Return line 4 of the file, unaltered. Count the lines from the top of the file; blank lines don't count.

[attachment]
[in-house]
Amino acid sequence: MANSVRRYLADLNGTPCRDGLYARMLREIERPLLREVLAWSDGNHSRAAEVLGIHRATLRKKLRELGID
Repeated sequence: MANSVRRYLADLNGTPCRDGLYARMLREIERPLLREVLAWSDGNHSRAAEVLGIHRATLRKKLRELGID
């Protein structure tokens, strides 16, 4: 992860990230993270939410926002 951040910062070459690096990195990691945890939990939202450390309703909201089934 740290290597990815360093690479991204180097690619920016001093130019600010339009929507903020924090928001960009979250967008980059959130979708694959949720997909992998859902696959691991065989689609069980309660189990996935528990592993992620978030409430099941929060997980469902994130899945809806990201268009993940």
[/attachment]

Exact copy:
């Protein structure tokens, strides 16, 4: 992860990230993270939410926002 951040910062070459690096990195990691945890939990939202450390309703909201089934 740290290597990815360093690479991204180097690619920016001093130019600010339009929507903020924090928001960009979250967008980059959130979708694959949720997909992998859902696959691991065989689609069980309660189990996935528990592993992620978030409430099941929060997980469902994130899945809806990201268009993940």